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Subject: AIC certification plan

AIC certification plan

From: Robert Proctor <robert<-at->
Date: Friday, December 19, 2008
In response to Steven Prins's Dec 9, 2008 posting which in turn was
a response to my posting of the same date:

Why exactly would this process be "dubious" and "inherently
suspect"?  The exam process need not only be a test of the candidate
but also a chance to assemble a  committee of thoughtful and
respected conservators to define what makes up the current,
essential knowledge in our field. Results from the test could
function as a comparative and objective evaluation of what we as a
community hold as relevant and an indication of where our weaknesses
lie. What better way could there be to determine which topics are
worthy of education and outreach programs than reviewing the
elements and concepts consistently misunderstood by practicing

I used to think that the test should be very difficult to really
weed out the weak but over time I have changed my mind. Presently,
there is talk of a take home test and giving the applicant  weeks or
months to complete it. I have accepted that the A.I.C. wants to be
an inclusive organization, by giving a test like this the applicant
will be encouraged to work on their weaknesses instead of being
punished for what they may not know. I don't remember what the cost
of Certification was estimated to be but, in today's world, even an
incomplete measure has potential to instill confidence in a client/
employer . If the cost of certification is but a percentage of an
average treatment, it would seem to me a price worth paying.

The operative word is "initial". One reason why most advanced
professions are either certified or licensed is to make sure their
members keep up to date. What does it say about one's actual
ability? If we mean one's dexterity or hand-skills, probably not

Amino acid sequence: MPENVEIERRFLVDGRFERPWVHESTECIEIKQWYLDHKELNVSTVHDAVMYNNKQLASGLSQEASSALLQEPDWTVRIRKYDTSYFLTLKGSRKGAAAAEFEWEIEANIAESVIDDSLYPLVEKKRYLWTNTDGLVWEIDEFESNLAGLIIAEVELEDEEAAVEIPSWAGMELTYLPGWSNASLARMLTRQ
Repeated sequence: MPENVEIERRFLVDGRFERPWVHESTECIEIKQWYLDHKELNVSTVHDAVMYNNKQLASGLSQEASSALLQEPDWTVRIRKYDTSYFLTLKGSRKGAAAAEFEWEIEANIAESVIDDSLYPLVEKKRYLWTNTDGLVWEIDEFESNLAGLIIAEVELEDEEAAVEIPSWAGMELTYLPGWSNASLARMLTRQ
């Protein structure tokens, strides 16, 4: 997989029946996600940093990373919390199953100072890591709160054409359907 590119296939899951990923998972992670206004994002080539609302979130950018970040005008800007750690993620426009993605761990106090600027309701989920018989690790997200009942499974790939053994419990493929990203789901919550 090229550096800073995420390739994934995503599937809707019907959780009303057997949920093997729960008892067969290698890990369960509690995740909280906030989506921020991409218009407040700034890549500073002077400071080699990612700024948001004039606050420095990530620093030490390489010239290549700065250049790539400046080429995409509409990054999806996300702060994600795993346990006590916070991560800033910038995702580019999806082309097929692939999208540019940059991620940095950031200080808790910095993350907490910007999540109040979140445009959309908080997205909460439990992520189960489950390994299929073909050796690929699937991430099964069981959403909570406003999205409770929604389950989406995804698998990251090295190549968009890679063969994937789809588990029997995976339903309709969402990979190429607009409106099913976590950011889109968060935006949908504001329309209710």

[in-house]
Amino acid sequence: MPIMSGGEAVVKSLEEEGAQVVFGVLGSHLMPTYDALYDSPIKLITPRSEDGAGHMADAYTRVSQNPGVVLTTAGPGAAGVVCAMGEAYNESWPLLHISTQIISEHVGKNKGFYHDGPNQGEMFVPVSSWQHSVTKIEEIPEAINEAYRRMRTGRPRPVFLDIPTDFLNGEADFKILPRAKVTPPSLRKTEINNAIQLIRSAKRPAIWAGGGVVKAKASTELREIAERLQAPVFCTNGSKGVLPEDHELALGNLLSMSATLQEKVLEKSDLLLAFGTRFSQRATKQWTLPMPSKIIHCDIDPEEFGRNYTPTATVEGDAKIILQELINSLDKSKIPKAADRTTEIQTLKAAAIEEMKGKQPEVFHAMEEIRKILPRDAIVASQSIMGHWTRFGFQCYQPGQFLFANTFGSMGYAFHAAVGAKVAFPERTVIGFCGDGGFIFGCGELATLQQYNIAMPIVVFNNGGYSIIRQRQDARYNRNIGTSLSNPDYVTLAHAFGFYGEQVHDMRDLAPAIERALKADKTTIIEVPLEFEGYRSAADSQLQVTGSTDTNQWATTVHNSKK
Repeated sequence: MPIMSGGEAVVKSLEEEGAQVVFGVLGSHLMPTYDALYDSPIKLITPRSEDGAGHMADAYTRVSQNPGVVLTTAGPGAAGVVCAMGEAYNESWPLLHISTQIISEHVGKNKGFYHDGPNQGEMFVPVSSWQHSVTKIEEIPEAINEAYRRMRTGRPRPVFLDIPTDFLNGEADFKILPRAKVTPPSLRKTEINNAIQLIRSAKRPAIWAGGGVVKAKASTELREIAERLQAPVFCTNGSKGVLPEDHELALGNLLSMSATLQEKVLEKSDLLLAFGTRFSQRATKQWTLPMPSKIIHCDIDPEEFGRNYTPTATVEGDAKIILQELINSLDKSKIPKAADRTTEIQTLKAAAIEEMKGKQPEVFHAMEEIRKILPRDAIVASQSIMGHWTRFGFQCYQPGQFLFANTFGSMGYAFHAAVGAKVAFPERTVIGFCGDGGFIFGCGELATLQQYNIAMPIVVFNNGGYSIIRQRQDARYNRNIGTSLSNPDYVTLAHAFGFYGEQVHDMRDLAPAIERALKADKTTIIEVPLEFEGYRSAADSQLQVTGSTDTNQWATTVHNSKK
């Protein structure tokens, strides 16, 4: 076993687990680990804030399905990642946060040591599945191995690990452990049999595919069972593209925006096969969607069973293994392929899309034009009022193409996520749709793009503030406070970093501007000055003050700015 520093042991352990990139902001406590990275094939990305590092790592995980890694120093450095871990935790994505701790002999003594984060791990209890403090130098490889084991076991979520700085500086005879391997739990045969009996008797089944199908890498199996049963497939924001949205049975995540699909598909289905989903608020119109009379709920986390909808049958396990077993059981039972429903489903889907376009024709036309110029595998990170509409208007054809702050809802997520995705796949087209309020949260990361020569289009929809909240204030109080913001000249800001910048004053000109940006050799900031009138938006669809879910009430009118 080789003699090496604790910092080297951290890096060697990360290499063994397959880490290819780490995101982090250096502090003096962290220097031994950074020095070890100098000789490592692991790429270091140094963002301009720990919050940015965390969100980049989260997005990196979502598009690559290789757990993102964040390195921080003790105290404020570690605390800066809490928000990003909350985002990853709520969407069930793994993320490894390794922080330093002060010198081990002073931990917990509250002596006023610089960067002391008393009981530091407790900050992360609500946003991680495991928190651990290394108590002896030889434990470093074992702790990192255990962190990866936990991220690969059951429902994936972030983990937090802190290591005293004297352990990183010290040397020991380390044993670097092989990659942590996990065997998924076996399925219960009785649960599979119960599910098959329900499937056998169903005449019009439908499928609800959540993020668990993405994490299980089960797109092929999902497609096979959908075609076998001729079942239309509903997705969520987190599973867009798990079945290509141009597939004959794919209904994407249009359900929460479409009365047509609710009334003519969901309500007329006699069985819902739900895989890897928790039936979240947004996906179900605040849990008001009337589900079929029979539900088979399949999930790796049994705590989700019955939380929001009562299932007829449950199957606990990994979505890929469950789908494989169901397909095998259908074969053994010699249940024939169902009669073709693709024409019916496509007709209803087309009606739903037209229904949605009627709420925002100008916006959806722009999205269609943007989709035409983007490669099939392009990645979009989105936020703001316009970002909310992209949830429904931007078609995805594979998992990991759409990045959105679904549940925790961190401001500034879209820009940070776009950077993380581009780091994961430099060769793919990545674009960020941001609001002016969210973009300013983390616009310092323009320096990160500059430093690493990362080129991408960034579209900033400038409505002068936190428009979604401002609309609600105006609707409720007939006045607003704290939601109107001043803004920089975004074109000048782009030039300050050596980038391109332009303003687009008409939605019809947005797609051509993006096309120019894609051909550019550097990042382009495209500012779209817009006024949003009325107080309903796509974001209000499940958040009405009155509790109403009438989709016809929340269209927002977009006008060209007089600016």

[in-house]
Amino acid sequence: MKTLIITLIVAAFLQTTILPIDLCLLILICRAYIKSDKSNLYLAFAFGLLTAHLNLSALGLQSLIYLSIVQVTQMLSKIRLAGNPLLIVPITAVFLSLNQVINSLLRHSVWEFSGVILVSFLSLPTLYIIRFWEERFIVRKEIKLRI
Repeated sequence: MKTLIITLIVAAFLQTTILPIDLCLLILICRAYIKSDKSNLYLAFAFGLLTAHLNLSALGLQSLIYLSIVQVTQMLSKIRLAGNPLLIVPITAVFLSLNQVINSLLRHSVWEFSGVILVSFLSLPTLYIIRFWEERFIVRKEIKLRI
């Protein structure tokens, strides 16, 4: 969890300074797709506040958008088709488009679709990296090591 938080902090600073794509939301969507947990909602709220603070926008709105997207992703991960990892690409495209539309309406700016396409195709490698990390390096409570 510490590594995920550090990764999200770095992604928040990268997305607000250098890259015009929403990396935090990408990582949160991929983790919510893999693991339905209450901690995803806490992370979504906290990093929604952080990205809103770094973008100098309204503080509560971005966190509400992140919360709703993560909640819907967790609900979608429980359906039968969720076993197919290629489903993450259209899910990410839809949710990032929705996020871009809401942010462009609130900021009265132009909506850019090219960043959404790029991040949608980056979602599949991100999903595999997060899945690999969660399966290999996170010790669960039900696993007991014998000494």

much, and certification should not presented as a measure of this,
but, as a representation of an engaged and informed individual, I
think it could say a lot! In my mind this is where the P.A. and
Fellow status really falls short. These should be honorary titles
which indicate one's past service to the field while Certification
would best be used to evaluate one's current commitment. As for
"graduates of respected programs who are nonetheless incompetent
practitioners of conservation" (or non-graduates for that matter)
can you think of a better way to improve their skills or judgement
than asking them to attend symposiums and/or workshops where they
will be seated next to competent conservators? In these situations
they may not only only learn from the best but, subject themselves
to some healthy self re-evaluation.

We have been working on this for 15 or so years now, this topic has
been discussed and voted on in many business meetings,
questionnaires, lists, and AIC News articles and the consensus is
that a deadline and ultimatum need be set.

Finally, why do you substitute my statement that "Certification is
not going to change my world much." for " Well if certification has
no value to those who have it why take the test?  And if it has
value does it not stand to reason that those who take and pass the
test gain some professional and financial advantage?" Of course it
would have value for all of the reasons I have stated. Speaking for
myself, I already do much of what would be required to be certified
and I am confidant that I would be able to pass the test without
much work (possibly less than composing these e-mails). Furthermore,
if certification leads to a "gain in some professional and financial
advantage" doesn't that make the cost pay for itself? Those who work
harder to stay informed receive advantage, what is wrong with that?

Robert Proctor
Whitten and Proctor Fine Art Conservation
1236 Studewood Street
Houston, TX 77008
713-426-0191 (phone/fax)

                  Conservation DistList Instance 22:38
                Distributed: Saturday, January 10, 2009
                       Message Id: cdl-22-38-003
Received on Friday, 19 December, 2008

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